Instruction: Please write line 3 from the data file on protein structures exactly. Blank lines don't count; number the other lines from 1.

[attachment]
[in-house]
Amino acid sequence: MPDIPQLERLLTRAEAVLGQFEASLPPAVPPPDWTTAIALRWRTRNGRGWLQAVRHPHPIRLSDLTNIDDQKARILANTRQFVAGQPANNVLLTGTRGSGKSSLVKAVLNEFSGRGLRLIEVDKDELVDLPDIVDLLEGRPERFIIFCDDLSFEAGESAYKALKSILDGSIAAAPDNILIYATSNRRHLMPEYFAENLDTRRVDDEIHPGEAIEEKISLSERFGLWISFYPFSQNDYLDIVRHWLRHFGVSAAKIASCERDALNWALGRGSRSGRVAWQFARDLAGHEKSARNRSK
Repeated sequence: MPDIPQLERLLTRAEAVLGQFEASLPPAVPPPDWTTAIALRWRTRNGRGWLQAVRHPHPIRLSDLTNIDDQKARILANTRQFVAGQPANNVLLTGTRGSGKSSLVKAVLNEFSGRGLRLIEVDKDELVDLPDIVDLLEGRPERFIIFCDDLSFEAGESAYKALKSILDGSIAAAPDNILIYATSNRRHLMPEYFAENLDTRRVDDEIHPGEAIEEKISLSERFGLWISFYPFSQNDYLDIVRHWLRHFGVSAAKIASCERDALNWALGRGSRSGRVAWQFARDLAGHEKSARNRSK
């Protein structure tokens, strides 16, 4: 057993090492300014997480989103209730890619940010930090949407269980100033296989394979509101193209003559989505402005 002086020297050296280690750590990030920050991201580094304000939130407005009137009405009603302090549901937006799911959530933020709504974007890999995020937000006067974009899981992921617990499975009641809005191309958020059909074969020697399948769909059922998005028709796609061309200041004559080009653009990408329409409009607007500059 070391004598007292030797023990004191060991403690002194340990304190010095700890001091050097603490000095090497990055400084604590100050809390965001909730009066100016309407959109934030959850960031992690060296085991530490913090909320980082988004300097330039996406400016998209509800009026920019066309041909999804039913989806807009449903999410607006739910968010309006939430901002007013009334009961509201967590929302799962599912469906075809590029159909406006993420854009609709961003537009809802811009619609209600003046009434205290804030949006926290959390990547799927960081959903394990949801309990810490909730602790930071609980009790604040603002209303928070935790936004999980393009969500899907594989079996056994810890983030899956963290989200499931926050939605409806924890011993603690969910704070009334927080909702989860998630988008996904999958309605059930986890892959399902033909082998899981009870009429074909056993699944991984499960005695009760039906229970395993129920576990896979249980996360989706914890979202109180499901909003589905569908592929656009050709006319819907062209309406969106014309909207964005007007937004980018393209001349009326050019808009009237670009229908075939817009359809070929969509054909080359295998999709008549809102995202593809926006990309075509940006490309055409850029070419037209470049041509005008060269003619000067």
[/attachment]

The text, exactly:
Repeated sequence: MPDIPQLERLLTRAEAVLGQFEASLPPAVPPPDWTTAIALRWRTRNGRGWLQAVRHPHPIRLSDLTNIDDQKARILANTRQFVAGQPANNVLLTGTRGSGKSSLVKAVLNEFSGRGLRLIEVDKDELVDLPDIVDLLEGRPERFIIFCDDLSFEAGESAYKALKSILDGSIAAAPDNILIYATSNRRHLMPEYFAENLDTRRVDDEIHPGEAIEEKISLSERFGLWISFYPFSQNDYLDIVRHWLRHFGVSAAKIASCERDALNWALGRGSRSGRVAWQFARDLAGHEKSARNRSK